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Burnout affects approx 38% of nurses each year. Burnout is no small problem either. This can lead to a lack of empathy, a sense of dread when they go to work, and additional stress that can affect their physical and mental well-being.
Countless factors contribute to nurse burnout, from a busy day to difficult patients and demanding daily tasks. But technology has quickly been added to that list in recent years. It is growing rapidly in the healthcare sector, and while it offers efficiency and innovation, it can also contribute to increased stress and fatigue among nurses.
Technology isn’t going anywhere. The last thing you want to do as a nurse is to let the stressful side of technology prevent you from effectively utilizing it for its benefits. So what can you do to strike a balance? How can you leverage technology to alleviate burnout instead of exacerbating it?
Understanding of new technologies
Advanced healthcare technologies are designed to help both professionals and patients. They should make your work easier, but that can only happen when you take the time to do it stay ahead of the latest advances. With that in mind, some of the most popular new innovations in health technology include:
- Artificial intelligence
- Healthcare wearables
These advances can make it easier to treat and monitor patients without them necessarily entering your practice. You can connect with them digitally, monitor their progress through cloud-based services and offer support without necessarily scheduling appointments.
It can take a lot of stress off you and your patients. But it can also take things too far in the other direction. Telehealth is excellent for patients who have questions but can be abused. You may feel like you are glued to a computer or tablet all day just to keep up with questions or requests. The same goes for wearable technology. Patients may have technical issues with their devices or wonder what specific data means. When you have to play the role of an IT guru, it adds extra stress.
Virtually connected care is a great way to stay close to your patients and provide greater one-on-one care. But don’t let it tie you so much to technology that it makes you feel overwhelmed by your other daily duties.
The challenges of new technology
Many healthcare facilities across the country still rely on legacy technology – technology that uses outdated and outdated hardware and software systems. But because healthcare technology is evolving so quickly, practices are beginning to understand the importance of switching to newer systems.
Unfortunately, when you are used to working with a certain type of technology, switching to new technology can cause a lot of stress and confusion. You’ll need to be trained in new systems, learn about security and compliance, and you may experience disruptions to workflow as everyone gets used to the new programs in place. Your practice can help stop these disruptions and reduce stress by:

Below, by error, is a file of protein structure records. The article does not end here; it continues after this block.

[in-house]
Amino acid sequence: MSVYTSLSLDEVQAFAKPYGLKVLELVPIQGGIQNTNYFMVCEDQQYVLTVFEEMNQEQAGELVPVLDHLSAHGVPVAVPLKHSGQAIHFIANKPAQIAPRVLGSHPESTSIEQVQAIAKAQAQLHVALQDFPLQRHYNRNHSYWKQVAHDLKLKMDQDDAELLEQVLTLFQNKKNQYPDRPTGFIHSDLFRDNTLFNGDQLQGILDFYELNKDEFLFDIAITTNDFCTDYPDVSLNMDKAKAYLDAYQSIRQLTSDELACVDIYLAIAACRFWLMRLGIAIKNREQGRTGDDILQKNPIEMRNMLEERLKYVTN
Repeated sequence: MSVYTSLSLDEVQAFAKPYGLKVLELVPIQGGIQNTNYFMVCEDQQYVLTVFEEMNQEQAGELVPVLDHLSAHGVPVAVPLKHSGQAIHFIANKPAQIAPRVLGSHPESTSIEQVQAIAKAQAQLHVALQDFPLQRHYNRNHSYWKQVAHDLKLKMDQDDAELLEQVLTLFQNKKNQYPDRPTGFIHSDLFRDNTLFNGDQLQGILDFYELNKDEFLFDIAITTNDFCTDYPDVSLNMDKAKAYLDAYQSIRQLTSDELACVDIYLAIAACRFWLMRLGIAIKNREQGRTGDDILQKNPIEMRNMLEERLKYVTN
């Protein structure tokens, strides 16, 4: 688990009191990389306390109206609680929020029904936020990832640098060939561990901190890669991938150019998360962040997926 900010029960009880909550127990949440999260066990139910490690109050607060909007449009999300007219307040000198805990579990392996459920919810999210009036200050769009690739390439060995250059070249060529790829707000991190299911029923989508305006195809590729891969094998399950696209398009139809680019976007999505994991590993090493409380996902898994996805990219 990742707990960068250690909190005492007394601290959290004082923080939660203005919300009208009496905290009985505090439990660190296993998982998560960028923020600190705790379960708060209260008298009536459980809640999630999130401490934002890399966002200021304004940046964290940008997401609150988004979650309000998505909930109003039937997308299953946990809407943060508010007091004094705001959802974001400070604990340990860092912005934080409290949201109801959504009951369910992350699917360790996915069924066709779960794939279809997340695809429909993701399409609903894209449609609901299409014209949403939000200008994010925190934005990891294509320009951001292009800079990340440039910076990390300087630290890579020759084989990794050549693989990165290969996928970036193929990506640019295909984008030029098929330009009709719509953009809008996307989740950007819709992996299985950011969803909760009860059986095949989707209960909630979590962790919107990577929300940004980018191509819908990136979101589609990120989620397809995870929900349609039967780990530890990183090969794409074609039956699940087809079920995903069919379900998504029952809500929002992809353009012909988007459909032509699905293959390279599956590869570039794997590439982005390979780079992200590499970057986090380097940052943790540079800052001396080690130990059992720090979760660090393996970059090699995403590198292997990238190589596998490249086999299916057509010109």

- Creating a schedule that allows you to work with new systems before they go live;
- Relying on experts for installation;
- To provide open communication about upcoming changes;
- Set aside time for proper training.
New technology is beneficial in many ways. It can keep things organized, improve workflow (when everyone understands it), and provide better connections to every employee and every patient. But keeping up with it is not always easy. Express your needs, take the time to train, and make sure you’re not completely dependent on these new tech types to get the job done. There is still something to be said for pen and paper!
With technology in the picture or not, one of the best things you can do to prevent burnout and manage your stress is to take care of yourself. You spend countless hours each week caring for others, but it’s easy to forget to prioritize your well-being.
Self care is not selfish. You cannot pour from an empty cup and adequately care for patients when you are exhausted, stressed or even resentful of your job.
You can use technology to practice self-care every day. The same wearable health devices you recommend to patients can help you monitor your heart rate, track your sleep and record your physical activity. You can also use technology to set daily reminders to take breaks. Sometimes you may even need to remind yourself to eat a snack or break for lunch so you don’t feel sluggish and cranky at the end of your shift.
Nurse burnout is very real and a factor in nationwide nursing shortage. Technology can help with that deficiency and can help reduce burnout, but only when used correctly. Find a personal balance and a balance in your practice to take advantage of health technology without letting it completely take over your job description.